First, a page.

Stroke care: John Nasseff Neuroscience Institute
Use the FAST test to recognize and respond to the signs of stroke.
Source: National Stroke Association
More than 795,000 Americans will have a stroke — or brain attack — this year, and 133,000 cases will be fatal. Stroke is the fourth leading cause of death in the United States.
A stroke happens when blood and oxygen flow to the brain is stopped or interrupted due to a ruptured or blocked blood vessel. This can cause damage to the brain.
Through prevention, education and treatment, Allina Health is working to lower these numbers and improve a patient's chances of recovering from a stroke with fewer complications.
Sandra Hanson, MD, Stroke Program medical director for Allina Health, explains more about stroke in these short videos.
I'd like to talk to you today about an unfortunately common problem of stroke that affects many of our lives or the lives of our loved ones and can leave a number of people with significant disability. Stroke can take a couple of different forms.
The first type – hemorrhagic stroke is where a blood vessel breaks and blood escapes into the brain and does damage in that fashion.
The second type of stroke – an ischemic stroke is a situation where a blood clot forms and blocks blood flow and therefore oxygen and nutrients to a portion of the brain and does damage in that fashion.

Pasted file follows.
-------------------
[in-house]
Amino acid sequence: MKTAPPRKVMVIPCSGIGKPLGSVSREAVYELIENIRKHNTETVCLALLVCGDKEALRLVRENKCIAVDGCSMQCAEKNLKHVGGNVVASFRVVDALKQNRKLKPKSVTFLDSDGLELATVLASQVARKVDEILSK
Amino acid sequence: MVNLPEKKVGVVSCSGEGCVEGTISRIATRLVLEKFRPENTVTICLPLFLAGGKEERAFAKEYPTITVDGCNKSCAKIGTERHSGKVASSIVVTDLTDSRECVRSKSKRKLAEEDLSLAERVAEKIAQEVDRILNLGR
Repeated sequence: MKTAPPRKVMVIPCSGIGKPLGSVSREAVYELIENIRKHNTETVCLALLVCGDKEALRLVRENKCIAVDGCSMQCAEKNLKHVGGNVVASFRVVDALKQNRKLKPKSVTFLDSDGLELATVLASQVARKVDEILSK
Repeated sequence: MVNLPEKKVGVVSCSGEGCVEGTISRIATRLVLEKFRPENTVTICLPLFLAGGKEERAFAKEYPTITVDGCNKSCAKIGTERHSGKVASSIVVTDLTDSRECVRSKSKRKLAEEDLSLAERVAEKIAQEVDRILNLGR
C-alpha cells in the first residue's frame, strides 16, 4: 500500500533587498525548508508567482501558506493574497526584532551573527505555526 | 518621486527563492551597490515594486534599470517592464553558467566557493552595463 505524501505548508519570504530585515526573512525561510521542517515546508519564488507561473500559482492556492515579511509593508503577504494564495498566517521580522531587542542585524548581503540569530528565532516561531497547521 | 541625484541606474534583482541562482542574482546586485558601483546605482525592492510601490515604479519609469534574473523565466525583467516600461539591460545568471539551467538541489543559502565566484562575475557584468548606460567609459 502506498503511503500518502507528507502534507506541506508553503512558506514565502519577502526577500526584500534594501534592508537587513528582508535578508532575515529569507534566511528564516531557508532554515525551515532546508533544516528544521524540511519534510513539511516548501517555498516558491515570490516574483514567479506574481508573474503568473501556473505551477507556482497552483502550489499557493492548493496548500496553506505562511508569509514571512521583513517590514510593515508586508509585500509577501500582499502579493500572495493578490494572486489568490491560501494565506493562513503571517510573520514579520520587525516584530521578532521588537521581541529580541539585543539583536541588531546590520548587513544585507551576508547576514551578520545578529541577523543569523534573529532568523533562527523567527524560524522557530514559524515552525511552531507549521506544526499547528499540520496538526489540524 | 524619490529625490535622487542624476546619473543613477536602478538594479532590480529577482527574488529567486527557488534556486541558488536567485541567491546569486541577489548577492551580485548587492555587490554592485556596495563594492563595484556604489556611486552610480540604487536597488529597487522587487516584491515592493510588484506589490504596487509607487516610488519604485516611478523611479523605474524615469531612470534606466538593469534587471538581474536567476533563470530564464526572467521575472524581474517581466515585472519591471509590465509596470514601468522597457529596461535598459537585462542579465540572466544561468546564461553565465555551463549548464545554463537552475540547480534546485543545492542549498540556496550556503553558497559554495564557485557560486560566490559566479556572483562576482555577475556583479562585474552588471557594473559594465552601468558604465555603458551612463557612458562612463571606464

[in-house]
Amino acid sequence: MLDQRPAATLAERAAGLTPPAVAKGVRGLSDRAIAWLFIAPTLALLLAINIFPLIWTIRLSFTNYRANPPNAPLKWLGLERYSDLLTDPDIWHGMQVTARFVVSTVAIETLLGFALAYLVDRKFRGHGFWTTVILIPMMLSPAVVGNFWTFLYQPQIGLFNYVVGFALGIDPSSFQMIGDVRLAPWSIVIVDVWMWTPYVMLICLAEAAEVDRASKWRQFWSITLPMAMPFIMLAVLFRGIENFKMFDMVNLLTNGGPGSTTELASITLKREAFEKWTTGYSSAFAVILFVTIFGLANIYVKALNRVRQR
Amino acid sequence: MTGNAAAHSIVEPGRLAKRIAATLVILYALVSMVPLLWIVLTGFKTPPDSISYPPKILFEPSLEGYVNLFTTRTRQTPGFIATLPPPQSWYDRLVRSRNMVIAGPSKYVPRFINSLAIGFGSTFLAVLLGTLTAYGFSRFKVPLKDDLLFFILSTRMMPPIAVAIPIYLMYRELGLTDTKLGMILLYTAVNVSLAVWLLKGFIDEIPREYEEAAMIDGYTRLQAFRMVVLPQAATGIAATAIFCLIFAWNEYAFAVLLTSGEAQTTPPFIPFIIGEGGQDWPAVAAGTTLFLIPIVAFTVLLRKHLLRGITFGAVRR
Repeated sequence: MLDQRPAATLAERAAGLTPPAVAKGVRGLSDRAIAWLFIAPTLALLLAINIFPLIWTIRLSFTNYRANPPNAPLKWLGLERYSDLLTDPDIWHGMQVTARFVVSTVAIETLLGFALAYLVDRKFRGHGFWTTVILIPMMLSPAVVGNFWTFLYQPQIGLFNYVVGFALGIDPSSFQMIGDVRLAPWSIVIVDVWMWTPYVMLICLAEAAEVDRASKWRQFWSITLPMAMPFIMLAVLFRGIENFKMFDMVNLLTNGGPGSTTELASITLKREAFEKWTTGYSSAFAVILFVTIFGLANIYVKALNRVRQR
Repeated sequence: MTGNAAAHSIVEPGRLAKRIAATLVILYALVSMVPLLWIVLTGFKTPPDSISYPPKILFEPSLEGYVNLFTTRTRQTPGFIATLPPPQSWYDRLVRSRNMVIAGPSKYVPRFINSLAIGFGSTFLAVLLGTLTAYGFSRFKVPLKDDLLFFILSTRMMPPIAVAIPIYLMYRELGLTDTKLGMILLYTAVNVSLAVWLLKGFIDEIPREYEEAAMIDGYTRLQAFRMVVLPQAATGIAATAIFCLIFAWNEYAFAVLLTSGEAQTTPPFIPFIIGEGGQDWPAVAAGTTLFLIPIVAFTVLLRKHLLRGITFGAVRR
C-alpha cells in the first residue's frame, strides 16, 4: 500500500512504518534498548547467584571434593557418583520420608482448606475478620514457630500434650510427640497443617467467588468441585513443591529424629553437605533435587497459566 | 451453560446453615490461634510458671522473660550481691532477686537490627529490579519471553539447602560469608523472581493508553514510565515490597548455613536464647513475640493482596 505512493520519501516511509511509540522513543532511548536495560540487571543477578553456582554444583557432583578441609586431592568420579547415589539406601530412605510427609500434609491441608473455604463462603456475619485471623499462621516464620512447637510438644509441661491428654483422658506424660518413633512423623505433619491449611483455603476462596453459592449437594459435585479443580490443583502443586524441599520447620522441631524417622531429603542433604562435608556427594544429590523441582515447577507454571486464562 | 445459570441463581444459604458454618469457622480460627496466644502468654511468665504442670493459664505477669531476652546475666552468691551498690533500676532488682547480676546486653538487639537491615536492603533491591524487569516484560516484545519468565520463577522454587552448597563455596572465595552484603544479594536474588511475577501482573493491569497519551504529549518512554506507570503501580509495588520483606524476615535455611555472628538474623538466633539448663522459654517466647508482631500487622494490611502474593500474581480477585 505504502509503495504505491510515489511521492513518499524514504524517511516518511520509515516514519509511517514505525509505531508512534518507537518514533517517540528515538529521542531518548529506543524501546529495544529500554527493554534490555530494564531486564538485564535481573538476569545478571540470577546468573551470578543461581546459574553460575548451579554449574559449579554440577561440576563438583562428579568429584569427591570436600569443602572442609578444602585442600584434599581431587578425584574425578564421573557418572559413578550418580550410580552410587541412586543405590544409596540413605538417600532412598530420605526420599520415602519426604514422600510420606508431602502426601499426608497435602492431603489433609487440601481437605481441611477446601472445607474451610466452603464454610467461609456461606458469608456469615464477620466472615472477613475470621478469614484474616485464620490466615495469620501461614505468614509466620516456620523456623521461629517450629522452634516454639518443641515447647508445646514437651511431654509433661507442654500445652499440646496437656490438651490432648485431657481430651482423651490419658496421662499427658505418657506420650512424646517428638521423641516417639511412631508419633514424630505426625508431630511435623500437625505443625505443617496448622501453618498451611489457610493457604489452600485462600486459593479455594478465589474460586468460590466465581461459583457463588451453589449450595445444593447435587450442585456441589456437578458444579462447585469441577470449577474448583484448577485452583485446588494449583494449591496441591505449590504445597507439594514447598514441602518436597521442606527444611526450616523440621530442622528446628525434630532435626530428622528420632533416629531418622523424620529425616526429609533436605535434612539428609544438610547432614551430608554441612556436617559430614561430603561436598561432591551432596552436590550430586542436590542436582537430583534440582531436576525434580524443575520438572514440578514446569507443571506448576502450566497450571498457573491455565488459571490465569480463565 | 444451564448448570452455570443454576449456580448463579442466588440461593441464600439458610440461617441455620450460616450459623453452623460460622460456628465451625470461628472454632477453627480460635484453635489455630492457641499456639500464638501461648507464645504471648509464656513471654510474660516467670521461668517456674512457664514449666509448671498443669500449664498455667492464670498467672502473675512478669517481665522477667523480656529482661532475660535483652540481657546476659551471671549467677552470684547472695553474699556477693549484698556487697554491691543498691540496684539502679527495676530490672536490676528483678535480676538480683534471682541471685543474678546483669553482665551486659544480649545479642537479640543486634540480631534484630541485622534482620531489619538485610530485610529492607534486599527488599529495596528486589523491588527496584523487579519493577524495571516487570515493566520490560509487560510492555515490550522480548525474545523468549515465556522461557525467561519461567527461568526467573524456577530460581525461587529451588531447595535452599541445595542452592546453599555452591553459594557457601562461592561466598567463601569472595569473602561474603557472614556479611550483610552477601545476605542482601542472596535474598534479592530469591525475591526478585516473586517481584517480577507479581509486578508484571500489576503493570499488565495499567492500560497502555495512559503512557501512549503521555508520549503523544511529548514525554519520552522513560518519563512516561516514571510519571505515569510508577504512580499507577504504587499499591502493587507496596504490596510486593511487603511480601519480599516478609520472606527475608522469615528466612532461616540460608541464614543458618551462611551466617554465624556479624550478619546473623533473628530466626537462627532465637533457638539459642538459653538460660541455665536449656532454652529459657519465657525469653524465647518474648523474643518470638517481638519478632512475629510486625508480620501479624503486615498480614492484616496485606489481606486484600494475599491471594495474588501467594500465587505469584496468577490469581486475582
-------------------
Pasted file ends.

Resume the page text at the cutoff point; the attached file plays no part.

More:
The term TIA or transient ischemic attack is essentially the same thing, but in the case of TIA, the blood clot breaks up spontaneously and blood flow is restored quickly enough that no damage is done, so essentially a warning sign of stroke. In the case of an ischemic stroke, presenting to the emergency room early is critical. There's a period of time where the damage is not yet permanent and intervention with some type of treatment to restore blood flow can result in a better outcome and avoiding the disability of stroke.
Time is critical. It's estimated that almost two million nerve cells are lost a minute, while we're waiting for the blood flow to be restored. So it's very important that you call 911 right away with symptoms or signs of stroke.
The importance of early recognition of a stroke and acting quickly can’t be stressed enough. So in order to act quickly, we have to be equipped with an understanding of what a stroke looks like. The suddenness of onset is one of the key features. So sudden onset of numbness or paralysis or weakness on one side of the body, sudden onset of speech difficulty, confused speech or trouble understanding speech, sudden onset of visual problems in one or both eyes, sudden onset of dizziness or imbalance or incoordination or sudden severe headache could be a sign of a hemorrhagic stroke. So it’s very important to be able to recognize these symptoms early in yourself or a loved one and get help right away calling 911.
There are a number of risk factors for stroke that you should be aware of. The most common risk factors include high blood pressure, high cholesterol, diabetes, heart disease or an irregular heart rhythm called atrial fibrillation or a history of stroke or other vascular disease or smoking.